Better Know An Epidemiologist: Alexander Langmuir

by Mr Epidemiology in Mr Epidemiology

Better Know An Epidemiologist is an ongoing feature where Mr Epidemiology pays tribute to those who have set the stage for his generation of epidemiologists. All of the articles are listed here. Epidemiology is a relatively new field. While John Snow made his breakthrough in the 1850s, even as recently as World War 2, there [...]... Read more »

No authors listed. (1996) A tribute to Alexander D. Langmuir. American journal of epidemiology, 144(8 Suppl). PMID: 8928703  

Brachman PS. (1996) Alexander Duncan Langmuir. American journal of epidemiology, 144(8 Suppl). PMID: 8857846  

  • July 18, 2011
  • 09:30 AM

Communicating Meaning Online: A Digital Expression of Theory of Mind

by Krystal D'Costa in Anthropology in Practice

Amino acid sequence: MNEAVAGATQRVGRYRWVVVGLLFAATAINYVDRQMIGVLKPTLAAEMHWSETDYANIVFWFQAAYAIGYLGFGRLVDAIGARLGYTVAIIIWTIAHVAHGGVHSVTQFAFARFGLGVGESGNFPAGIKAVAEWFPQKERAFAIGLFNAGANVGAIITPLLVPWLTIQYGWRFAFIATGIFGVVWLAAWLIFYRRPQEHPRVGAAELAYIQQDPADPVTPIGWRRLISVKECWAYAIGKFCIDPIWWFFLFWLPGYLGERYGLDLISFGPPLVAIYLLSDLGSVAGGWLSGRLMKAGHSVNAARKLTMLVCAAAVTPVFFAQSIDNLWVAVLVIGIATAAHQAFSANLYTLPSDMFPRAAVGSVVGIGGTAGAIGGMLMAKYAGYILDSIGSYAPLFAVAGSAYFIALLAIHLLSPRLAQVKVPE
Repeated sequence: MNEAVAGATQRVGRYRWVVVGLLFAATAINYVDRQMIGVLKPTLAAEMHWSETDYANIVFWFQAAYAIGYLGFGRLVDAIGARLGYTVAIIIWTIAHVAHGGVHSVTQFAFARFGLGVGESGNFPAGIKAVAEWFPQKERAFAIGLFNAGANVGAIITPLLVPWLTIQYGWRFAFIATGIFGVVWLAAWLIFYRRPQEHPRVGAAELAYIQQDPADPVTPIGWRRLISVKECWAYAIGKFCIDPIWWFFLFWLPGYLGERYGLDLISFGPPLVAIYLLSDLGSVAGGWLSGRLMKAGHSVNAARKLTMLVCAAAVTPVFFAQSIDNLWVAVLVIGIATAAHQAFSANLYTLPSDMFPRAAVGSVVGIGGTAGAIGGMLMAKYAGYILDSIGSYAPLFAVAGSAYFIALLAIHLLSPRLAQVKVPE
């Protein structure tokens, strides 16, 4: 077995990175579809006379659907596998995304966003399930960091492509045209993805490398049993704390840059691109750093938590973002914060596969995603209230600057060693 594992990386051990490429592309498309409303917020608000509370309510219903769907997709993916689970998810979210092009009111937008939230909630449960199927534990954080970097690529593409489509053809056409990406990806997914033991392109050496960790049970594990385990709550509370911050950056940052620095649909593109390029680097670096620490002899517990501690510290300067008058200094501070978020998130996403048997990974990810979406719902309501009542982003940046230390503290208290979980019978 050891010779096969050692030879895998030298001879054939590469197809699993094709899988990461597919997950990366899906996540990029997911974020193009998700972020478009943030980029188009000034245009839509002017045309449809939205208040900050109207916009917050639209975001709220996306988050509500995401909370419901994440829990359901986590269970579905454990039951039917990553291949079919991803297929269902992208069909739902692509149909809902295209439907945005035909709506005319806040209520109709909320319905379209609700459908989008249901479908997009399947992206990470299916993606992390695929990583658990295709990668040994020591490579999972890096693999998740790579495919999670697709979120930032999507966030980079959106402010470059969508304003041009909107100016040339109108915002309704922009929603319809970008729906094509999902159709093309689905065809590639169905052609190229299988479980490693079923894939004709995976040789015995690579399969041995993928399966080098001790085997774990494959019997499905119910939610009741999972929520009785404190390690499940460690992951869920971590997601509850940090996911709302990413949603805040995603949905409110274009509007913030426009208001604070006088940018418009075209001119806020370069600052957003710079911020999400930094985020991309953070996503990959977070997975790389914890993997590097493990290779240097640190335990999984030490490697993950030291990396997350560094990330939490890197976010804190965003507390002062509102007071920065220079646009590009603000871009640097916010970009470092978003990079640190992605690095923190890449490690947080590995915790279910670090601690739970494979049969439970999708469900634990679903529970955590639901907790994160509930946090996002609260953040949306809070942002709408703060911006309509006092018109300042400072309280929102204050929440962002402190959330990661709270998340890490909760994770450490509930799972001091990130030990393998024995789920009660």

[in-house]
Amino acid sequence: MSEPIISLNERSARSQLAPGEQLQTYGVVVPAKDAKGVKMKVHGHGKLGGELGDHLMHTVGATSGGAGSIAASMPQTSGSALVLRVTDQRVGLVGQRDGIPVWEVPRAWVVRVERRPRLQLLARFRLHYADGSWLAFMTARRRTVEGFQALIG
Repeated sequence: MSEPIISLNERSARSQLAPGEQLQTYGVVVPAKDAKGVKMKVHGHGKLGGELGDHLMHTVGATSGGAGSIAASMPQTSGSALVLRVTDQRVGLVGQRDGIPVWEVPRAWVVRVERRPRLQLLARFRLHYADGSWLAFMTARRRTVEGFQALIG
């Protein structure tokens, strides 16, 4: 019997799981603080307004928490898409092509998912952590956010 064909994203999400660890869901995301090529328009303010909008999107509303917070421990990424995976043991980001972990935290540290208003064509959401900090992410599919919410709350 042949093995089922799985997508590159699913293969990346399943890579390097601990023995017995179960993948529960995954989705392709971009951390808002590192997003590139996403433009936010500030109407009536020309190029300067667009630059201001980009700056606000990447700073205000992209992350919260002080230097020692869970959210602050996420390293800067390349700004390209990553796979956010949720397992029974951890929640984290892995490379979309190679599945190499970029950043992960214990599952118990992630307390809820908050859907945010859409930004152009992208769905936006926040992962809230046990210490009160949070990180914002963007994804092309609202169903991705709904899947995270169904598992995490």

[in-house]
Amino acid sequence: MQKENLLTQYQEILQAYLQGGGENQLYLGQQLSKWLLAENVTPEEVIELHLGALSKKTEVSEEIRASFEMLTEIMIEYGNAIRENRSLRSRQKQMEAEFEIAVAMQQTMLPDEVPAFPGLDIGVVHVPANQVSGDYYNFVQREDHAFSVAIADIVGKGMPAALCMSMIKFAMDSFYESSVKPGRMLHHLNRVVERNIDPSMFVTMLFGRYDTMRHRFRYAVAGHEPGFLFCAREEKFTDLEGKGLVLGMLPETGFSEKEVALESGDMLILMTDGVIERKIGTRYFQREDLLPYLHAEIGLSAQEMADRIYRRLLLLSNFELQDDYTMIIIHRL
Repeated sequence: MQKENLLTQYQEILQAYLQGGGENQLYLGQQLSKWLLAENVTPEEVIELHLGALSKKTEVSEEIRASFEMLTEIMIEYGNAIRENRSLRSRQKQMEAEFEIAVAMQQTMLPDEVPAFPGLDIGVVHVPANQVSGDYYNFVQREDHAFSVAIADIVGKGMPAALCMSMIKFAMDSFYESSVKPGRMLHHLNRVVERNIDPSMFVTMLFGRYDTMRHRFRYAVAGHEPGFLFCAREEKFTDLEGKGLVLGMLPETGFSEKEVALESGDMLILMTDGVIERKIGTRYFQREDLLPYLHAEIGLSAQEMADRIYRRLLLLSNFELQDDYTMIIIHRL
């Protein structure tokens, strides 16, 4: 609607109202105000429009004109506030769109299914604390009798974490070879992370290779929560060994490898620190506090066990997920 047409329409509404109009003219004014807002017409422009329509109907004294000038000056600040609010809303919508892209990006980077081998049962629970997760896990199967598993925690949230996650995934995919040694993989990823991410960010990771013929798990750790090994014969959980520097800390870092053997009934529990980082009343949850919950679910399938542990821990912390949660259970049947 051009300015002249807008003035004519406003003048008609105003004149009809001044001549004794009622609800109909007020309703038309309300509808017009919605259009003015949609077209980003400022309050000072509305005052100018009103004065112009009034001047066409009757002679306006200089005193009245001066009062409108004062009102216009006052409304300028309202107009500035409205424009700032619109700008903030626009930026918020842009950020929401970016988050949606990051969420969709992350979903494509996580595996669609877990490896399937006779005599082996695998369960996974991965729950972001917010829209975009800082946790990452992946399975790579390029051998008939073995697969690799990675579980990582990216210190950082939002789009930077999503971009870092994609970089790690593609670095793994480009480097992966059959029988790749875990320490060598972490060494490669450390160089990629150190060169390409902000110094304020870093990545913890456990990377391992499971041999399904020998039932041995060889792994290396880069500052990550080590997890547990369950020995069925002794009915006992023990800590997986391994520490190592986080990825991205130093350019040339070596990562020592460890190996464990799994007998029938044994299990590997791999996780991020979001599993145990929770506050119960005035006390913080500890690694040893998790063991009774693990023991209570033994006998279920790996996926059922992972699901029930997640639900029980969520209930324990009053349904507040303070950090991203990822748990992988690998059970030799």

The growth of email, instant messaging, texting, and various other digitally-mediated communicative tools (DMC) has been rapid and pervasive. The majority of people today are comfortable enough to use these communicative tools on a daily basis, particularly among younger generations. DMC appears to be a preferred means of communication. But the popularity of DMC forces [...]

... Read more »

Jack RE, Blais C, Scheepers C, Schyns PG, & Caldara R. (2009) Cultural confusions show that facial expressions are not universal. Current biology : CB, 19(18), 1543-8. PMID: 19682907  

Kindred J, Roper S. (2004) Making connections via instant messenger (IM): student use of IM to maintain personal relationships. Qualitative Research Reports in Communication, 48-54. info:/